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ALL COIFFURES HIGH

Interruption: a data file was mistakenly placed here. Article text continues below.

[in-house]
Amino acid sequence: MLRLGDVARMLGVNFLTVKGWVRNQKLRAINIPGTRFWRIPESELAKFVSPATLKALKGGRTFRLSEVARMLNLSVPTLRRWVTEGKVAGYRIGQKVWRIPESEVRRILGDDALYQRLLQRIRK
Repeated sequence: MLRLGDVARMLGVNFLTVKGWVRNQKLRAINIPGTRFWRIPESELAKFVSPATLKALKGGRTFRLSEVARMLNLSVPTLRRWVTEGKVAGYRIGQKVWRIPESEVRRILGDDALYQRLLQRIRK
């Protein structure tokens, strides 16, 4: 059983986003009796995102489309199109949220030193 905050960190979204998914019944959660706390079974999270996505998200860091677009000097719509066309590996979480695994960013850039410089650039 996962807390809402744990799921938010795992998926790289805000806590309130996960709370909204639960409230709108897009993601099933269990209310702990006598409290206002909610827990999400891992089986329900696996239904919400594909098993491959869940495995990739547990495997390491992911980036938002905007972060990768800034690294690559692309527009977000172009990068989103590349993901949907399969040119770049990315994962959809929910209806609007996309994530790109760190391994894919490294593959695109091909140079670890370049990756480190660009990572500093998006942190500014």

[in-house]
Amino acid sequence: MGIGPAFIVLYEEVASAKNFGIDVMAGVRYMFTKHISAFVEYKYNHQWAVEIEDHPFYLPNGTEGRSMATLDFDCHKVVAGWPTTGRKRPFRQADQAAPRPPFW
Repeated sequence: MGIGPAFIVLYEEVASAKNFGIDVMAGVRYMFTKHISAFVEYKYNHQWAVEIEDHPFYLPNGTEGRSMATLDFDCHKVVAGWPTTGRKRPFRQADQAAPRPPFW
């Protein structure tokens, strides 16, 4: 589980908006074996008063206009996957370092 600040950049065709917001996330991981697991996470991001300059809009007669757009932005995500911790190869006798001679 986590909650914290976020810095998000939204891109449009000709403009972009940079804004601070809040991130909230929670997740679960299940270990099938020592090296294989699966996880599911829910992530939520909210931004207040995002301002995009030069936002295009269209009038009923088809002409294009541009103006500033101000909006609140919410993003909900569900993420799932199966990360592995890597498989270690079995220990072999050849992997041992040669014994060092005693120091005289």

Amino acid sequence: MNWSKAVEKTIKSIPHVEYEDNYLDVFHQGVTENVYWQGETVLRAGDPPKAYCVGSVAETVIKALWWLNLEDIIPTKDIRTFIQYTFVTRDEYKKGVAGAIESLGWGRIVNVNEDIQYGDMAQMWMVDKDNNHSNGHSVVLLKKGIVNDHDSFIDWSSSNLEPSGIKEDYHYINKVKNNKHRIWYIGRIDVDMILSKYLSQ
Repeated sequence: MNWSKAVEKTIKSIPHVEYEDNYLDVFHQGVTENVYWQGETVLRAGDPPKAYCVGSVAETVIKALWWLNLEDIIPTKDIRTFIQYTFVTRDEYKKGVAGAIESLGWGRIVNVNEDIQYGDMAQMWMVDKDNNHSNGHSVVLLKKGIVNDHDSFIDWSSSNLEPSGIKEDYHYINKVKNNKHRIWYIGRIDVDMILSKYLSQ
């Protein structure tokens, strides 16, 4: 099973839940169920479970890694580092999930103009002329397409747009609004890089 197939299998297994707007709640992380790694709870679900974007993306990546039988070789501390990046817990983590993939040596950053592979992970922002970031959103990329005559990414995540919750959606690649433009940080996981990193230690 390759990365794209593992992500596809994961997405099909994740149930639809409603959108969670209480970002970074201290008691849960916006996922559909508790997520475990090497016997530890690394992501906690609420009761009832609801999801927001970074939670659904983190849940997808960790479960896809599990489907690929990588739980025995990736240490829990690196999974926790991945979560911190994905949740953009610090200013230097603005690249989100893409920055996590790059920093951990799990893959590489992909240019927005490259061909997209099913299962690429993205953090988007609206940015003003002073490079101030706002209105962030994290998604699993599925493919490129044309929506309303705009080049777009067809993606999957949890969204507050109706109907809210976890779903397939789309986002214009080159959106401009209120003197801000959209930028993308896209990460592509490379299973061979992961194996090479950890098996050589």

LOW-DRESSED HEAD NOW THING OF THE PAST. Some of the Modes Are Trying and Not Altogether Pretty—Sketches of Ornaments That Are Popular. The low-dressed head Is a thing of the pust. Every fashionable coiffure is high, and there is a great vogue in hair ornaments. All sorts of pretty things are requisitioned for the decora tion of the hair, back-combs playing an important part, in the scheme of adornment, while such trifles as high bows of spangled and pailletted net and lace, butterflies of velvet and se quins, semi-wreaths of flowers and foliage, knots of roses, wisps of tulle, and illumes of various kinds are more or less worn. According to present fashions the hair is drawn up high from the nape of the neck, fixed mid way with an ornamental comb, and ar ranged in various fancy ways on the top of the head, the decree being that the dressing shall be forward for the winter season. The hair in front Is either thrown well over the forehead or drawn straight up from the brow in a series of puff-curls, the coiffure shelving off sharply at the back, in a way that, it must be admitted, is sometimes very trying, and far from pretty. The really artistic coiffure is so arranged that it forms a sort of frame to the face; but the ultra-smart are prone to lose sight of the artistic ele ment in their mode of coiffure, think ing only of the importance of illustrat ing the last word in hair-dressing fash ions. Nothing could be uglier than some of the modes of coiffui e that are reckoned as “smart” where the hair is dragged up to the top of the head in a j way that is at once hard, ungraceful, and unbecoming. Quite a new ornament Is (he tiara of lace, which may be seen sketched in the accompanying group It is generally mounted on a rolled bandeau of gold tissue or net, and is suitable for the middle-aged woman. Sketched also is the new hair orna ment, consisting of a drapery of gold tissue with a full-blown pink velvet rose at the right side and bunches of gold grapes and vine leaves at the left. The combination of color in the real article is truly lovely. Another orni ment in the group is a little cap of err. broidered velvet—pale blue worked with pearls and gold thread—wltl knots of black or blue satin ribbons at each side. This little head-dress i? copied in black moire and in fur fot matinee wear at theaters. Beneath it will be seen a sweeping paradise plume, this, in black or amber, form ing a picturesque accompaniment to an Empire toilette. The remainins sketches show a couple of hair orna ments of pailletted net and a Spanish back-comb of carved tortoise shell.— Montreal Herald. SMART AND ARTISTIC COATS. Suggestions of Spring Models Are Most Pleasing. The Directoire coats, as designed for this next season, are wonderfully artistic in conception, but depend largely upon the figure and pose of their wearer to make them as smart as they are intended to be. One just arrived from the other side shows a dull blue silk With bolero blouse front. This bolero is gathered closely at the waist-line, so that the front is drawn around to the sides, and from there falls in two deep plaits to the knees. The back is plaited in similar manner, caught in at the high waist-line with a green gold buckle, the plaits escap ing in folds, which terminate in a sin gle point some two or three inches lower than the sides. The sleeves are short, reaching only to the elbow, and formed of box plaits, caught two inches from the bottom, and left to flare. There is a rever collar, pointed in the back; the coat Is edged with chenille bail fringe, and is altogether wonderfully smart, and typical of modes to come. Made of contrasting materials, these bolero jackets, and particularly those with the skirts, are especially effective, and are bound to be popular, fashioned of aJl-over embroidered linen, worn with one of the pretty simple skirts. Another sug gestion for spring models is the Resto ration, or one-piece effect:, which par takes of some of the characteristics of both Directoire and Empire. In it the waist-line Is just below the bust, and is always defined either by a belt or some arrangement which clearly stim ulates one, as tucks, straight rows of braid, or a bias fold. From under neath this hangs a long, straight skirt, gathered to give it fulness, and quite plain, as is the whole costume, except for a broad band of flat embroidery down either side of the skirt. The model shows the new shoulder treat ment, the sleeve cap being a continua tion of the upper part of the waist, and cut without a seam. The long shoulder is well defined in one way or another in all the advance designs that have been shown, and most of the models are given the short, or threor quarter sleeve, even in tailored effects. To accompany the sloping shoulders and blousing fronts, we are to have the postilion back. That does not mean that it is to be used only with the blouse coat, for, on the contrary, quite a feature will be made of cut-a-way coats and boleros, which swing loose in front, in connection with this postil ion back. SLEEVES IN MANY STYLES. Are Being Shown cf Every Sort and Description. Sleeves of every sort and description are the ultra fad of the season. There are short sleeves, of heavy thick ma terials, short fur sleeves, short sleeves so sheer they may be seen through, and demi ones of middle weight fab rics. The long sleeve is equally mod ish. Jabots and Chemisettes. To wear with the plain black or 1 dark blue cloth or serge costumes which are so smart and useful, a most attractive style of waist is made of crepe de Chine or chiffon cloth, trim med with narrow pipings or folds of taffeta. Either the chemisette of lace or lingerie, with cuffs to match, fin ishes the waist or it is worn with one of the new jabots or ties that are so popular this season. Crepe de Chine and chiffon cloth are ezcellent wear ing materials and for the many times when a dark waist is required with a plain costume there is nothing so satis factory, and it is possible to obtain quite a variety of design in the trim ming of taffeta. Velvet ribbon can be used for the trimming also, but it is by no means so practic.il as the silk. No More Long Gloves to Buy. There is every indication that the reign of the elbow sleeve is drawing to a close. The sleeves on the new gowns are short, but come well below the elbow, and the close-fitting cuff of tucked chiffon and lace lengthens them still more. The fashion has been (w exaggerated and caricatured that it Shoulder pieces, such as shown in the illustration of No. 1, are decidedly popular. This model is for an evening gown. The sleeve proper is a mass if tiny full frills, and is surmounted with the fabric which forms the gown, rhe frills are of some delicate mate rial, such as chiffon, mousseline de 3oie or lace. The cap is strapped with velvet and lace finishes the corsage ibout the low-cut neck. This lace is aid over the shoulder cap. Bands of embroidery are effective on long sleeves of dressy coats, as shown ly the model No. 2. These bands may be carried on into the cuff, which is ilso a feature of the season’s trim ning. Linen Collars. Embroidered linen collars, the high turned down style, are extremely smart, and are worn with all kinds of waists. They are finished in front, md the favorite finish is the tulle bow or rosette fastened with a bar pin if diamonds or pearls. One style has buttonholes through which are put ink cuff buttons, or a velvet ribbon :hat is tied in a stiff bow. A hem stitched edge, a narrow line of hand bmbroidery, or some small design In bmbroidery just at the corner, is the mrrent fashion. ?as entirely lo3t any smart effect, ex :.epting in some elaborate gown with which elbow sleeves are appropriate. ?or midsummer and in the thin fabrics ;he fashion will revive to a certain ex eat, but fortunately its popularity has jroved its own undoing, and ere long t will be numbered as a past fashion. —Dress. Furs Are Cheaper. Furs were a little more expensive Shan usual early in the season. But they have toned down a little in point if expense, and one can now get them it normal prices. In the expensive furs there are the 3ables, which may be said to come irst. They are always elegant and ;an be worn by old and young. They ire especially suitable for dowagers, because of the fact that they can be worn with crepe, and they are at the same time suitable for fashionable women, who find that sables carry with them a certain tone which other furs lack. The salmon is, for short distances, ;he swiftest swimmer of any fish. It ban travel at a rate of miles an HOME MERCHANTS GOOD REASONS WHY THEY DE SERVE YOUR SUPPORT. MEANS MUCH TO COMMUNITY He Is at the Head of the Thing* That Are Good for the Town and Your ■elf. (Copyright, by Alfred C. Clark.) The above head is a subject that can well be treated as open for dis cussion and consideration at any and all times. It is also a subject that should interest all persons who have at heart the welfare of the community in which he lives and who wishes 10 see it grow and prosper. No person can afford to do what fie knows will work an injury to the com munity in which he lives. In justice to himself he cannot refuse his sup port. to the home industries that are striving for existence and the welfare of the town in which he goes to do his trading. In considering this question it should be borne in mind th^t the coun try people, like all other American citizens, are always on the lookout for a place to invest their money that will bring them the biggest returns for the least expenditure; in this they are right and are justified in so doing, but, at the same time they should re member that they are dependent on the home merchant for the money that they send to foreign markets. • If they should stop to think how these catalogue houses are operated, and look into, and know, the true con dition of affairs, probably they would reconsider the stand they had taken toward them. In many cases the peo ple are ignorant of the true surround ings and inside operations of these concerns and think they are doing right in sending them their money. They are led to believe that what they get from the catalogue house is the same article that the home merchant sells, only at a much lower price. The majority of the people do not know that they are buying the cheapest article that can be manufactured and De turned down by the Seller of these articles when he wants anything In the merchant’s line. He should be the first one to he consulted when the farmer Intends buying. He should be seen and arrangements made for the purchase of the article, if he does not carry it in stock. The home merchant advertises or should advertise, in the home paper. This keeps the home paper in the field and helps the community along. The people take the home paper because it gives all the local news that they cannot get any other way and thus the advertisements of the merchants are read by them. If the people do not patronize the home merchant he can not afford to advertise, and without advertising a paper will soon prove a failure. Soon the home paper is sent to the wall for the want of support from the merchants; it may have a large circulation, but without the mer chant’s help it will soon be lost to sight. Then the merchant is next to get out of business for the want of support, and the town will decrease in population, and the people will won der what the trouble is when the editor and the merchant leave town together. The home merchant contributes to the support of the church, he pays his taxes to keep' the schools up, he contributes to the horse show, the fall festival, and the hundred and one things that he is supposed to help out and give his support to. He is at the head of the list for everything that is for the good of the community and he deserves the honest and hearty co operation of all the people, all the time, that are interested in the wel fare of the community in which they live. The merchant helps to elect the men that are to represent them in the city, county, state and national af fairs, and he is ever on the go looking to the interests of the people. The people like to be entertained and they will come many miles to some amusement given by the mer chants of the town where they are ever ready to go to sell their farm products. The merchant cannot give these entertainments unless he has the support of the people and it is not fair to expect this of the men that are striving for a livelihood, when the peo ple send their money to a concern in some far away city that will neither contribute to any of these enterprises t’s a Shell Game—You Pay Your Money Without Knowing What You Are Going to Get. that they are in reality paying more for an inferior grade of goods than those sold by the home merchant, which probably cost them a few cents more. Since the catalogue house has sprung into the commercial world and begun operations in the United States, all kinds of schemes have been tried and worked to get the money from the people that are always looking for bargains. No expense has been spared in their struggle for the almighty dol lar ' of the country people, and they have been so far successful, at the great expense of the home town of the people that sent their money to these concerns. Magazines have been started for the sole benefit of the catalogue house, and these circulated among the coun try people at ten or 15 cents a year. They build up a circulation on this low price of hundreds of thousands; this circulation brings to them mil lions of dollars in advertising from the catalogue houses and this money ex pended for advertising is more than doubled from the sales of these con cerns to the country people who are losers by the transaction. Catalogues are sent out telling the people that the house from which they came is the cheapest place in the country to buy, and it is, if the person receiving this catalogue wants a cheap nrtiniA not onlv in nrice. but also in malte and material. The farmer re ceives this catalogue, looks it over, and after reading the well composed guarantee or assurance that the goods described in it are the very best that can be found anywhere, sends in an order. The house receives the order and immediately ships the articles wanted. The farmer drives many miles to get them and when the box is opened it is found to contain some thing much below his expectations, but this does not satisfy his mind on the fact that he has been duped and that he is not getting his full money value. In a second order he may be treated the same as the first one, but still he may think that he has saved money by buying it where he could get it cheap. At the same time the merchant at home has the goods on the shelf in his store waiting for them to be taken away so that he can replace them with newer goods, thereby keeping his stock fresh and up-to-date. If he has not the article wanted he can order it from the wholesaler or manufacturer and it will be sent to the purchaser in as good condition and short time as if it had been ordered from a cata logue house. The home merchant’s business must be kept up and in order to do this it is absolutely necessary that the people at home patronize him and help him keep up with the times, or else he. will soon be out of the struggle for existence among the country people. The home merchant should not be expected to pay the highest price for produce and farm products and then or take an interest in the surround ings thereof. Home trading makes home Indus tries, brings more to the town and keeps them there, and it helps to build up the place. But the town will be at a stand-still so long as the people per sist in this way of robbing the home merchants of the right to live and do business among them. If the people will keep their money at home there will be no need for complaint. The place will assume a lively air, it will take on a metropoli tan look, and the people will say to their neighbor that business is good, and it will be, as long as the people continue to trade in the home mar kets. The least that a person can do toward the betterment of the com munity and his own interests, is to keep the money at home and see to it that it is put where it is most needed and wanted. This should be a vital question to all concerned in the welfare of his community and it should be an estab lished rule that one should not seek for things in other parts that he can get at home. FENTON J. LAWLER. nciui l vuui icuua. The world is full of women who can amuse the ordinary man. They can sing, dance or recite in a manner most pleasing, but the poor man often goes begging for a woman who can*sew on buttons or mend his clothes; who can cook his food with economy and flavor to his taste.—San Augustine Vidette. Miss Myrtle Loggins, the charming editor of the Vidette, can make the average man out hunting for a wife imagine he is being entertained by an angel, whether he does his court ing in the kitchen or in the parlor. Those east Texas girls have a wonder ful knack for flavoring a man’s life to s^t his taste, whether he be rich or poor.—Houston Post. Origin of “Helpmeet.” “Helpmeet” has had a curious his tory which began with the biblical account of the creation, when “the Lord God said, It is not good that the man should be alone; I will make him an help meet for him.” That is to say, a fit assistant. But the two words hove become curiously combin ed into a “helpmeet,” and they are constantly used as one. Moreover, the confusion is increased by the cor ruption of the words into “help-mate,” and Macaulay writes of the waiting woman who was “generally consider ed as the most suitable help mate for a parson.” Clever French Imitation. The French manufacture a paper linen so cleverly that it is almost im possible, without examination, to de tect the difference between it and dam ask; and even to the touch the ar ticles made of papier linge are very much like linen, and are often used in Its place. FARHER AND PLANTER ALL-COTTON FARMING. An Alabama Man Who Believes There Is Something Better. The year of our.Lord 1906 demon strated, certainly to every thinking man, the utter foolishness of "all-cot ton” farming. A late spring and an extra early frost for us, together with a bumper crop west of the Missis sippi river, ought to be a plenty to teach us this lesson, as this may oc cur again any year, writes an Ala bama farmer. A man said to me: "Oh. I would like to have some other money crop besides cotton, but I know of nothing else to make.” Said I: “Make butter.” Said he: “Make butter?” “Yes,” 1 replied, “make butter.” “Well,” said he, “I’ll never make butter for my living.” This conversation shows where the trouble lies: A large per cent of our people are gone clean daft in their worship of King Cotton. They follow him up and they follow him down, Each eager to place on his head a crown; The King gives back from his throne in the town, In the spring a smile, in the fall a frown. It also shows the general prejudice of our people against dairying, and their utter ignorance of its great pos sibilities. It remains for those who have seen the light, and felt the jingle of the golden dollar that gilt-edge butter brings, to turn on the light and keep it turned on until it shall penetrate our section. We need a campaign of education on this line to drill into many more of our farmers the great fact that our soil, our cli mate and our environments are adapt ed to this line of farming. A few years ago a man I knew commenced to make butter to sell from perhaps a half dozen cows. He had always been riding in an old shackly shack, but in a snort while he bought for his family a nice new carriage, and paid for it with butter money. On their first drive to church some mischievous fellow wrote on the back of it: “Who would have thought What butter would have bought?” Now, I know hundreds of farmer families that need new carriages, and scores of other new things, many of them not the luxuries, but the neces sities of life; and I also know that they will never get them with their present mode of farming. I commend to them the example of the man mentioned above. Now, while I have great faith in the possibilities of this line of farm ing, I am not unaware of the fact that there are many difficulties in the way. COTTONSEED AS FERTILIZER. Rich In Ammonia, But Deficit in Phos phoric Acid. One hundred pounds of green cot tonseed will yield: lbs. Ammonia .3.80 Phosphoric acid .1.27 Potash .1-17 They are very rich in ammonia, bnt deficient in phosphoric acid. The best way to use seed is to mix them with acid, or put the seed down in the furrow and drill at the rate of 200 of acid phosphate per acre. A 10-4 acid will give a complete and high-grade fertilizer. To get best results with least labor drill down ten bushels cot tonseed per acre and then put down 200 pounds of acid phosphate and list on them before planting, putting the seed deep enough to prevent sprout ing. Then plant cotton and corn above them. To manure highly and at same time cheaply for sandy land add 200 pounds of German kainit and drill 400 pounds per acre on the cottonseed. This would not cost more than $3 per acre in cash outlay ana ought to give a bale per acre on all land well prepared and cultivated, or if put in corn should yield from 30 to 40 bush els per acre.—Southern Cultivator. To Render Plant Food Available. The majority of our southern farm ing land is upland. Chemically there IS noi SU muca uiuciculc m a luuil foot of top rich soil and a cubic foot of clay two or three feet deep as you would suppose. Both have nearly the same amount of plant food, but in the soil it is more available. To render plant food available is one of the prime offices of the farmer, says a writer in the Southern Cultivator, ani all the factors that tend to do this and to increase this food supply in the soil are of the utmost importance to him. Now, what are the factors that regulate this food supply in our upland soil? They are (a) depth of soil, (b) fineness of soil, (c) humus in the soil, (d) watet and its work, (e) sunshine and it work, (f) th9 air and its work, (g) living forms and their work. Put Something In Stubble Land. It is very evident that farmers can not get peas enough to sow their stub ble land. The next best thing is break and harrow land, run off rows about thirty inches apart and plant about a peck of peas to the acre. They ought to be cultivated twice. One farmer in this county last year sowed a lot of stubble land in cottonseed. He had a good stand, but we have never heard results. While the cotton plant does not gather nitrogen, it is better than nothing on the land. A Good Stallion. There is really a good deal that could be written on this subject pro and con, but there are no ifs nor ands about the fact that every farming community needs a good stallion. And I say this' advisedly, for there is no disputing the fact that a half-bred or scrub stalUon does a vast deal of harm, in tnat he is breeding down ward instead of upward, and instead of the young horses being an im provement on the old they are not so good.—Writer in Progressive Farmer. THE STIRRING OF THE SOIL. It Is the Hinge Upon Which All Con ditions Revolve. The breaking and stirring of the soil depth is the hinge upon winch all the other conditions revolve. The soil is the home of the roots of the plants, and this depth not only gives them room in which to grow and spread themselves, but assists favorably all the ministering agencies which prop erly supply these roots with food for the plants. It conserves the moisture, prevents washing and leaching, lets in the sunshine and air to do their beneficial work, and gives room and favorable conditions for the develop ment of all living bacteria which pro duce nitrates in the soil and increase in other ways the soil’s productive ness. Nitrogen is used by plants in the form of nitrate, and many com pounds have to be broken up and changed into nitrates. Depth of soil promotes or allows free circulation of air, which is very essential. Plant roots, like fish, must have air as well as water, in which to live and thrive. Then, too, it allows the power of sun shine to have full sway and stimuate rapid growth. It keeps the mechan ical condition of the land right for both heat and moisture to do their perfect work. HOW TO GET A BALE PER ACRE. An Expert Imparts the Secret to a Farmer. A correspondent writes the South ern Cultivator: How would this mix ture do for cotton, where I had corn and peas last year: 700 pounds acid phosphate. 575 pounds kainit. 000 pounds cottonseed meal. 125 pounds nitrate of soda. 2.000 pounds. If this is all right, how much would it require to make a bale of cotton to the acre, where I have been making half a bale with aoout 300 pounds commercial guano? Will you please tell me about what the mixture will analyze? Your mixture would analyze: Phos phoric acid, 4.9; ammonia, 3.35; pot ash, 4 per cent. This would be lack ing in phosphoric acid. We had rath er have your formul* as follows: 16 per cent acid: 1.000 pounds kainit. 575 pounds kainit. 300 pounds cottonseed meal. 125 pounds nitrate of soda. 2.000 pounds. This would give you an 8-2-3 goods, which is much better balanced. Use 600 pounds per acre, and you will get your bale. SEVER PLOW WHEN WET. Break Land Thoroughly and Deeply For Corn. Land should be thoroughly and deep ly broken for corn. Cotton requires a more compact soil than corn, and while a deep sop is essential to its best development, it will not produce as well on loose, open land, while corn does best on land thoroughly broken. A deep soil will not only produce more heavily than a shallow soil with good seasons, but it will stand more wet, as well as more dry weather. In preparing for the corn crop, land should be broken broadcast during the winter one-fourth deeper than it has been plowed before, or if much vege table matter is being turned under, it may be broken one-third deeper. This is as much deepening as land will usu ally stand in one year and produce well, though it may be continued each year, so long as much dead vegeta ble matter is being turned under. It may, however, be subsoiled to any depth by following in oottom of turn plow- furrow, provided no more of the subsoil than has be»n directed is turned up. Break with two-horse plow if possible, or better, with disc plow. With the latter cotton stalks or corn stalks as large as we ever make can be turned under without having been chopped, and in peavines it will not choke or drag. Sever plow land when It is wet, if you expect ever to have any use for it again. The primary object for following any pursuit is to make a living and some money for a rainy day, and cow keepers are at present very favorably situated in this respect, compared with the cotton farmer. It can be easily demonstrated that one pound of butter can be as cheaply produced is two pounds of cotton and that there is as much money making butter at 20 cents as there is in cotton at 10 cents. Cotton the present season will prob ably average 10 cents for all the crop sold up to date, while butter will prob ably average for the past year as mnch as 23 cents. For some time past the price in Elgin has been about 30 cents. The prospect for some time to come is certainly as much as 25 cents for the year around. I know of some who are getting as much as 40 cents for their butter fat. Make Farm Life Pleasant. Have we done all we should to bind the hearts of the boys more flrmly to the old home farm, or have we *t times by our foolish pessimistic talk made them think that only in the great city are industry and worth to be rewarded, causing them to forget the beauty of God’s country at the quiet sunset hour, of the companion ship of the lambs, colts and calves, of the call of the horses as we step into the stable at the early morning hour? Perhaps their eyes are blinded by our impatient remarks. The average American hen lays G6 eggs a year. As these are most ly laid when eggs are cheap, her earning capacity Is probably not more than |1.00, says Orange Judd Farmer. Her feed, housing, care, etc., cost fully hah a cent a day, or |1.82 a year. Therefore, it does not pay to keep average hens for egg laying. The nu mber of farm ers who keep hens above the aver age is steadily increasing. No one has put himself on record as favor ing poor hens when good one3 cost no laore to keep. TRUE SPIRIT OF COURTESY. Impulse Prompted by Owner’s Noble ness of Heart. Courtesy 13 a quality of the heart and suggests a forgetfulness of self, a refinement and delicacy of tempera ment that prompts the charming act as Impulse. The gentle spirit of courtesy be trays itself in the manner of address ing a servant or a weary assistant be hind the counter as well as friends and acquaintances. A lack of courtesy often results from a mistaken idea as to one’s own importance. The thought is born in the heart; but a false idea of independence presents action. It merely is an act of courtesy and a mark of nobleness of mind voluntarily to resign one’s right in favor of an other. It. is the same mistaken idea that confuses frankness with rudeness. It is a virtue not to resort to the many petty deceptions that inar our social system. While we turn with disgust from the woman who bids her friend an affectionate farewell one moment and breathes a sigh of relief at her de parture the next, we can but admit that a truly courteous heart will re frain from speaking an unpleasant truth without Imperiling the person’s veracity. Value of the Newspaper. Some Republican congressmen were discussing the president’s suggestion to shut out from the mails such news papers as have been printing indecent details of the Thaw trial in New York. Mr. Littlefield of Maine in dulged in a general review of the press, its powers, functions and priv ileges. “If it were not for the vigilant press of this country, with its trained corps of representatives in Washing ton,” he said, “I don’t know whether I would care to serve in congress. My experience here has taught me that the newspapers perform a service of inestimable value to the country. I sometimes think that congress would drift into many excesses if the press gallery were not here to keep us in bounds.” Turbine Propellers Liked. Turbine propellers ai e steadily growing in favor both in the British navy and the merchant marine. Pure White Lead is the Natural Paint Pigment Numerous compound s are being offered to take i the place of white lead as a paint, but no real substitute for it has yet been lound. Pure White Lead has a peculiar property of amalgamating with the wood upon which it is used—added to this it has an elasticity which permits the paint to follow the natural expansion and contraction of the wood. Pure White Lead (with its full natural te nacity and elasticity, unimpaired by adulterants), alone fulfills all the re quirements of the ideal paint. Every keg which bears the Dutch Boy trade mark is positively guaranteed to be ab solutely Pure White Lead made by the Old Dutch Process. SEND FOR BOOK “A Talk on Paint." \ | give* valuaMo in’ r xnatlon on the paint All lead packed in (subject. Sent tree 2907 bears this mark. upon request. NATIONAL LEAD COMPANY in whichever of the follow i ing cities is nearest you : Vem York, Boston, Buffalo, Cleveland, Cincinnati, Cnicago, St. Louis, Phila delphia [JohnIT Lewi* & Bros. Co.]) Pitt* burgh [National Lead & Oil Go.J SICK HEADACHE -5—| Positively cared by PADTTDO these Little Pills, Ln i\ I L l\0 71167111301011670 Dl3' t m tress from Dyspepsia, In ITTLE digestion and Too Hearty iliPn Eating. A pertect rein I tf Ea l\ edy tor Dizziness. Nausea, PILLS l^owslncss. Bad Taste gj In the Mouth. Coated 19 Tongue, Pain In the side, 55H5H5H-1 torpid liver. They regulate the Bowels, purely Vegetable. SMALL PILL SMALL DOSE. SMALL PRICE. HICKS’ GAPUQINE IMMEDIATELY CURES Headaches and Indigestion Trial bottle 10c At drugstores NO !K!K OUR SERVICES 8end for booklet. MILO B. STEVEN8 A OO., 900 14th \, Washington, D. C. Branches at \ Chicago, Cleveland and Detroit. Estate 1M4. PROTECT YOUR IDEAS Well Drilling Machinery. Hydraulio or Rock Drilling Machines to drill any sized wells to any depth. Operated by Steam or Gasoline Engines or Horse Power. Dept. 10. SPARTA IRON WORKS COMPANY. SPARTA, WIS., U. S. A. DPATlli'DC of this paper de ACflll/LUw siring to buy any thing advertised in its columns should insist upon having what they ask for, refusing all substi tutes or imitation*. nonoev NEW dhcovekyi gives w m quick relief and cures wurM cases. Book o( testimonials and It) days'treatment KUKK. DU. U. H.QUEEN'S SONS. Box U. Atlanta. Oa.